Anybody have any ideas for what to do with two 6-inch sections of amputated sleeve?

Saturday, October 13, 2007


I decided to put the sleeves under the knife -- or scissors, rather. I think the sweater came through better than I did.

Last night, I added the collar, even though I hadn't sewn up the right side yet. I thought that the gathering effect of having a nice trim collar instead of a large gaping hole would pull the sleeves in some. Turns out not much. So today I put on the sweater, and marked where I would need to cut back to add ribbing so the sleeve would fit. It was a disheartening distance. The safety pin shows how far back I needed to go.

Then, rather than start on that sleeve, I went to the same row on the opposite sleeve which hadn't been sew up yet. I very carefully threaded a circular needle on the right side of all the stitches in the row. However, since I was now looking at the fabric in the opposite direction of which I'd knit it, I was actually looking at the left sides of the original stitches. Take a pieces of stockinette sometime, mark a "V" with a stitch marker, and then flip it upside down. Everything kind of skips half a stitch. I would now be knitting in the ditches between the "V"s in the opposite direction.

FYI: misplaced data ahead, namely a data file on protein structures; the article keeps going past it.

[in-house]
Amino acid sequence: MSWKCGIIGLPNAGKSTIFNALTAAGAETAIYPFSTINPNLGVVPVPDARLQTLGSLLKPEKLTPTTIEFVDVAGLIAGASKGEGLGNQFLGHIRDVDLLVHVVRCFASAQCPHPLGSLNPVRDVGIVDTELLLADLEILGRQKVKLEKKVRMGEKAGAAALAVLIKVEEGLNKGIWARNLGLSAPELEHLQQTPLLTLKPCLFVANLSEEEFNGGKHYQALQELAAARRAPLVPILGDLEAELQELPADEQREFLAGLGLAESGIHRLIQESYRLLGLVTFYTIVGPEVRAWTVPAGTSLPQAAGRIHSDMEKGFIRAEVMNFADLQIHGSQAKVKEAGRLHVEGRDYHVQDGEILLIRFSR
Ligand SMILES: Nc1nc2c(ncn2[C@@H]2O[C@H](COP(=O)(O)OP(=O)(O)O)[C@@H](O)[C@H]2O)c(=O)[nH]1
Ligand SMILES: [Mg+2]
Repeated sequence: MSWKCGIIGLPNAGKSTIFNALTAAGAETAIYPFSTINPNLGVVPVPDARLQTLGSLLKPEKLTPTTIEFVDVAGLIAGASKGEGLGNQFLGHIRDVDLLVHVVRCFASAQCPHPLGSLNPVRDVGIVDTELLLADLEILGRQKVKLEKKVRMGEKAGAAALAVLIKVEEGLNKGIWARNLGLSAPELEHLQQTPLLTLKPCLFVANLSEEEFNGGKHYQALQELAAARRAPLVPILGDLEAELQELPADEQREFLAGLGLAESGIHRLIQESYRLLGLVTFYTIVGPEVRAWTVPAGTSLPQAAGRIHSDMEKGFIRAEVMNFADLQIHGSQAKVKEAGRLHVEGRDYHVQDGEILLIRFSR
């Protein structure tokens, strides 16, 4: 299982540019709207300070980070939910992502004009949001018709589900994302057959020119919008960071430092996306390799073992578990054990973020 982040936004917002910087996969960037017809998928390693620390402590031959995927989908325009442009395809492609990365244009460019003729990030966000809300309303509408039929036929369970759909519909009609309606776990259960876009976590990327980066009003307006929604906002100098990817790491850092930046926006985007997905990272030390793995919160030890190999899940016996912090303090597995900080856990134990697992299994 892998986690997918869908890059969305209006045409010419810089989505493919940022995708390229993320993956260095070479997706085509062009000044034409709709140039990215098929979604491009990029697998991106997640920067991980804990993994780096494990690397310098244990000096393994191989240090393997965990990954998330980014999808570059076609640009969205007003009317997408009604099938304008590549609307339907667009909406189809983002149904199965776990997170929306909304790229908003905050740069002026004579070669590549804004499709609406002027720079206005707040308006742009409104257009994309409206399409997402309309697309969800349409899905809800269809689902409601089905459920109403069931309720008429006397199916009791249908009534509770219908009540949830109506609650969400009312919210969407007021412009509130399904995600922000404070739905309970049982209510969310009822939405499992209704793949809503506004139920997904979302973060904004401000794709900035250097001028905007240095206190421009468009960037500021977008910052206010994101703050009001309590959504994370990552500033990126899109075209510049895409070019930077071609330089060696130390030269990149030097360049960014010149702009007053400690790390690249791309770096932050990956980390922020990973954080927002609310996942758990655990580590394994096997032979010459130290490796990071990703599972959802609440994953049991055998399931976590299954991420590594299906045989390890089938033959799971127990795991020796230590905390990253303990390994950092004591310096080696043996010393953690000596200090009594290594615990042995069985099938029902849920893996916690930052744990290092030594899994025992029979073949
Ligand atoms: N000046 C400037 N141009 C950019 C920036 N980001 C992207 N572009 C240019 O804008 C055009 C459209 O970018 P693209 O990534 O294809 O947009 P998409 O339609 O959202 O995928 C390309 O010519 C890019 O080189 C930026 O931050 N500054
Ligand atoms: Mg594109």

But wait, it gets more confusing than that. Trust me.

Now came the scissors. The instructions I followed mentioned several approaches to making the cut. I took the one most complicated, and that has made all the difference. I ended up taking a deep breath and just cutting across all the knitting. At this point I discovered that I hadn't stayed on the same row all the way across. The second picture in this post illustrates this pretty clearly, in hindsight.